Testosterone and leptin have a complex relationship as can be seen in the figure below. This relationship is important when considering the impact of nutrition on testosterone levels.16
Research has shown that supplementation with endurance exercise can increase leptin levels while resistance exercise can decrease it.17,18
Diet has a significant impact on leptin. A high-fat diet promotes weight gain and leptin resistance, which is also associated with obesity due to excess glucose intolerance.19 Undernutrition and starvation can also result in a decrease in leptin levels.20
While leptin is thought to play a role in male fertility, its exact function is still unclear.21 It has been shown that the introduction of leptin can reverse some of the detrimental effects that obesity has on male fertility.22 One thing that is clear, however, is the close relationship between testosterone and leptin.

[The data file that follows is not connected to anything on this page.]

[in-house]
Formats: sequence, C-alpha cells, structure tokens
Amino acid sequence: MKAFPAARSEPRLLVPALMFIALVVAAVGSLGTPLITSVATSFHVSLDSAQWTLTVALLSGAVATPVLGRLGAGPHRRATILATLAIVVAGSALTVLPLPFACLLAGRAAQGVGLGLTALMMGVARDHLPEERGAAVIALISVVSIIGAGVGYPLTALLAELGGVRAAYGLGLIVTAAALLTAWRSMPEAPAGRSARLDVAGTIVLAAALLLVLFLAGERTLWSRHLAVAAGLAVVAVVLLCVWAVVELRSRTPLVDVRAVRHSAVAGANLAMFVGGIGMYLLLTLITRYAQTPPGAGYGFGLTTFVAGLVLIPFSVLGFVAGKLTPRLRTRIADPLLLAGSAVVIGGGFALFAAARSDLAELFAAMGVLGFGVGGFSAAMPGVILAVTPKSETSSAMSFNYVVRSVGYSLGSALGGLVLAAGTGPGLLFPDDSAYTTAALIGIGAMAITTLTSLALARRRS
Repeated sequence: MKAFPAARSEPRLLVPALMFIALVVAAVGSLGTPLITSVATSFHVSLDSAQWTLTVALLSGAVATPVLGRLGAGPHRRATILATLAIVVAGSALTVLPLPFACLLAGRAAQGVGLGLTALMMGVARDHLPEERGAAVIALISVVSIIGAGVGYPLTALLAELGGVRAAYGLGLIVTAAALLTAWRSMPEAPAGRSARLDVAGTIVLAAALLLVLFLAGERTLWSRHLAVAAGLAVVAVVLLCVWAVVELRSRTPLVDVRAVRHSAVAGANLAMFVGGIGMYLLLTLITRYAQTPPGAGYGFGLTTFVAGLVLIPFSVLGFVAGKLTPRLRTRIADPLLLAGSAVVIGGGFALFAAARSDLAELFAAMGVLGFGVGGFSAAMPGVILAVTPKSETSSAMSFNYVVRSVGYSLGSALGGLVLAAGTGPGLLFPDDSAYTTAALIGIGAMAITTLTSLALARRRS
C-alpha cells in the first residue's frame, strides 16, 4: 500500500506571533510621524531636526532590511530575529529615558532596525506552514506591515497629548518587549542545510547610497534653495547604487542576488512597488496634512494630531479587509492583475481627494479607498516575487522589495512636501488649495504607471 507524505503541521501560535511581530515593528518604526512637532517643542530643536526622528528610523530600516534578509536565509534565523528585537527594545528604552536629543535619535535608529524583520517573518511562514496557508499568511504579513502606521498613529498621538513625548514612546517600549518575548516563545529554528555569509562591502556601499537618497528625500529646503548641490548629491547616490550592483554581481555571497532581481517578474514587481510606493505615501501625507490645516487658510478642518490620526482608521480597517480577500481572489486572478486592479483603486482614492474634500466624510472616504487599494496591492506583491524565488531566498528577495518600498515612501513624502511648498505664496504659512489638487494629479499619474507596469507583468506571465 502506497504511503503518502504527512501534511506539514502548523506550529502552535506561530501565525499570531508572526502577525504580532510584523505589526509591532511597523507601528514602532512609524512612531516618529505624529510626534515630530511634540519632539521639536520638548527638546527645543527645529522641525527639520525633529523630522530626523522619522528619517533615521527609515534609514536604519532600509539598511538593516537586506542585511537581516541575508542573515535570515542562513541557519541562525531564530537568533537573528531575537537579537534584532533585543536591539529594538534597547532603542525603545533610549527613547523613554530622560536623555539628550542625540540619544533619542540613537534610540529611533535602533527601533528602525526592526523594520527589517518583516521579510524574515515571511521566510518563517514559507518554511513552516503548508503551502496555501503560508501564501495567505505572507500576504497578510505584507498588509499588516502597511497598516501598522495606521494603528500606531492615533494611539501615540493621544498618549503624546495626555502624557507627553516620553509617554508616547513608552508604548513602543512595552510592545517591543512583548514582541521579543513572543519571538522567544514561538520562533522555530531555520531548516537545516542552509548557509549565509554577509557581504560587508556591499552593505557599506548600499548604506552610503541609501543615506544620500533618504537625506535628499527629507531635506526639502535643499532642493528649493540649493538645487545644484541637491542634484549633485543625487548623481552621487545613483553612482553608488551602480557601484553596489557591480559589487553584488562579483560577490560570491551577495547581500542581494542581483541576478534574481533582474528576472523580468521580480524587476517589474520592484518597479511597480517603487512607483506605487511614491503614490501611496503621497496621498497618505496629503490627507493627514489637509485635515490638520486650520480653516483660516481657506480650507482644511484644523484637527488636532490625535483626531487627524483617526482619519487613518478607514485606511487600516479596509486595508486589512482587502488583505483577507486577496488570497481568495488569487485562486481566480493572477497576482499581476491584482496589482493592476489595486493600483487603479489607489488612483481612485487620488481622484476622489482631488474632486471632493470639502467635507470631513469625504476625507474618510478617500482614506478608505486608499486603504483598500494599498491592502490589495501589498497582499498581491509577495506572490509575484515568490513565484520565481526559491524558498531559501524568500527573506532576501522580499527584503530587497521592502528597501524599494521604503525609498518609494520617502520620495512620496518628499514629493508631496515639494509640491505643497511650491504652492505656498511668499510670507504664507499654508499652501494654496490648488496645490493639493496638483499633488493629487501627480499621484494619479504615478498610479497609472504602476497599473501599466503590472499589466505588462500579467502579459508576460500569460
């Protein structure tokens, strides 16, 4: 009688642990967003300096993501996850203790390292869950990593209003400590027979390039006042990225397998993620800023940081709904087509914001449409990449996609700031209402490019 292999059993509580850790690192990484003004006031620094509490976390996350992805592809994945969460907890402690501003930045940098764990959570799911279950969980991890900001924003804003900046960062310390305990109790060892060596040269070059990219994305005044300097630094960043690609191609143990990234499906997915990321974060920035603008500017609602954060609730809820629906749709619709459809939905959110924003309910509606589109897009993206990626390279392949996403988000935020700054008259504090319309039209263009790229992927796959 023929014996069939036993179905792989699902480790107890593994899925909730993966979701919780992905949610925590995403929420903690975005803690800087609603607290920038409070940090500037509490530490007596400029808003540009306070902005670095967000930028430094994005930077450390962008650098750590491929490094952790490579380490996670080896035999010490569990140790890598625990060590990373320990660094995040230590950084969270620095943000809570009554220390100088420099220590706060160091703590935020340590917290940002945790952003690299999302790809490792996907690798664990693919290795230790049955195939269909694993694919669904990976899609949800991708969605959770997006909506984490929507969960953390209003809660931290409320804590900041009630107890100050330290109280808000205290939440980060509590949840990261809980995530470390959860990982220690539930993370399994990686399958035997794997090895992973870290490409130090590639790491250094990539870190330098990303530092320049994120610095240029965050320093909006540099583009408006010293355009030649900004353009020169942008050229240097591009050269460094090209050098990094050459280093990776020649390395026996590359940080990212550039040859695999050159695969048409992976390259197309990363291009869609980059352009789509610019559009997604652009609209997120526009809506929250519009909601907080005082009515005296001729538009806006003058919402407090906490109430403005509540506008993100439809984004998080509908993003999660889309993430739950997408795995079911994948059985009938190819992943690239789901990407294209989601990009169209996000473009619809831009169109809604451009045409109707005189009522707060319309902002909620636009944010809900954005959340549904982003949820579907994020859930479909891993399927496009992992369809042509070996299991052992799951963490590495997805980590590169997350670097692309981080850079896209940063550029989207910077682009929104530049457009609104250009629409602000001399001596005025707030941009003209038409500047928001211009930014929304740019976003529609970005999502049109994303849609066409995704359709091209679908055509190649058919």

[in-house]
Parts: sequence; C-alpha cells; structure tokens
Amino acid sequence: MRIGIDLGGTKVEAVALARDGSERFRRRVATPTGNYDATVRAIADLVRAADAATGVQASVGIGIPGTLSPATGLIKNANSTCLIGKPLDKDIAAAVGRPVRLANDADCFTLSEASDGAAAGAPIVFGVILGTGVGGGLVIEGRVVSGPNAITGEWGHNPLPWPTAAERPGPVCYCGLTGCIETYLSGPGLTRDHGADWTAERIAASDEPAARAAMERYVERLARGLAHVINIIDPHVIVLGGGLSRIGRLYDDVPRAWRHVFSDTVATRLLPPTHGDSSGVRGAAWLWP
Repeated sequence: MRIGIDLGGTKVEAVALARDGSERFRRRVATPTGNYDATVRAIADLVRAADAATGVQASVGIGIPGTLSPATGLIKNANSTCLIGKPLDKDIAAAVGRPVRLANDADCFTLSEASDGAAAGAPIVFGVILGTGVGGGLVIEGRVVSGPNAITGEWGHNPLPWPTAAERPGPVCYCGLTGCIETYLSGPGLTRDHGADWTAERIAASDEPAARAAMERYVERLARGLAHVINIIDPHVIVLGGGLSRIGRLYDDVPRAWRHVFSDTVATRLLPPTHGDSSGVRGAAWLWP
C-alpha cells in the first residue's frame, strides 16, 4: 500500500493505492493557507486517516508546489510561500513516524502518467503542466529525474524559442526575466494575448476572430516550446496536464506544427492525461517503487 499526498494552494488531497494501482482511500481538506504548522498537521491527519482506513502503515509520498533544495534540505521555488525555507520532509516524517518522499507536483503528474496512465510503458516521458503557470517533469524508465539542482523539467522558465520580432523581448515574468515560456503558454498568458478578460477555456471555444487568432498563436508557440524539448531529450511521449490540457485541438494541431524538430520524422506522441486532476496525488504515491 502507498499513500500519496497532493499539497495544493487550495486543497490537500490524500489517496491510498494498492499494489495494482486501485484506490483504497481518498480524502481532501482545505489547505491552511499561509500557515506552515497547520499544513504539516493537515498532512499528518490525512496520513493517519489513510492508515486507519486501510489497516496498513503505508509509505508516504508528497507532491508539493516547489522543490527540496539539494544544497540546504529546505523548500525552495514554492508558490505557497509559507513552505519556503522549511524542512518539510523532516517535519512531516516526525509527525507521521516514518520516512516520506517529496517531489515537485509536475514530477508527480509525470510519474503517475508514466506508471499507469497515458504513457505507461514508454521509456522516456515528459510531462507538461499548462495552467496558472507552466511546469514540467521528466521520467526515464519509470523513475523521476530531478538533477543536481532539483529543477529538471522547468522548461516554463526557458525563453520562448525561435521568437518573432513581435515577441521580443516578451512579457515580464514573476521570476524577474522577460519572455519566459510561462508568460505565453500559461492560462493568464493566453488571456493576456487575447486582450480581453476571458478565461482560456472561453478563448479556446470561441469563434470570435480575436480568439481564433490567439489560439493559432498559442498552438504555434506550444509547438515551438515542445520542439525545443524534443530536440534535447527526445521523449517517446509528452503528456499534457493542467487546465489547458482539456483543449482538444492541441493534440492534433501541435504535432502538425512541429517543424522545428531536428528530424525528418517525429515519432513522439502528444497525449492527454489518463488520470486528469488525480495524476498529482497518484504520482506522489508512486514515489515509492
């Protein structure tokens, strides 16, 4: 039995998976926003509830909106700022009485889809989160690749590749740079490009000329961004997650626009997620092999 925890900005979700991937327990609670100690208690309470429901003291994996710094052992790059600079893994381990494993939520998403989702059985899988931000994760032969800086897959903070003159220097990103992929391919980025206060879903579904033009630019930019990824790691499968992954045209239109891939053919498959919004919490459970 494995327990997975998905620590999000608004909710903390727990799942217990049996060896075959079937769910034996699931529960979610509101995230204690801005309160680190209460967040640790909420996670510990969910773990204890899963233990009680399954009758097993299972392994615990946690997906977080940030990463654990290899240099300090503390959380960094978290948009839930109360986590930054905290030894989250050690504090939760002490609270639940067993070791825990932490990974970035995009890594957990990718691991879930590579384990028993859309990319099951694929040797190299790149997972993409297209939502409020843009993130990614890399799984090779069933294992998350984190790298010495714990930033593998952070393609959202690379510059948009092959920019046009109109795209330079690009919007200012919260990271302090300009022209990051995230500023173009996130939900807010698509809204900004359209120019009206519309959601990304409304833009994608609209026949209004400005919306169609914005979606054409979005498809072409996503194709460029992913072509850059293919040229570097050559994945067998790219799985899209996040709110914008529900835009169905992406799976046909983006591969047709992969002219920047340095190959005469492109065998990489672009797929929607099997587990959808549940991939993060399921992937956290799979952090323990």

Insulin and testosterone are also closely linked. When insulin levels are high, testosterone levels are low.
When insulin levels are low, testosterone levels are high.23,24
The pancreas secretes the hormone insulin to help the body control the amount of glucose (sugar) in the blood. Glucose is the main source of energy for the body’s cells.
Insulin causes cells to absorb glucose from the blood to be used as energy.25
A byproduct of this uptake is that it causes the cells to stop burning fat for energy and instead use up the glucose. The accumulation of fat that does not get used is stored.
In addition, insulin plays a role in other bodily processes that reduce testosterone levels.26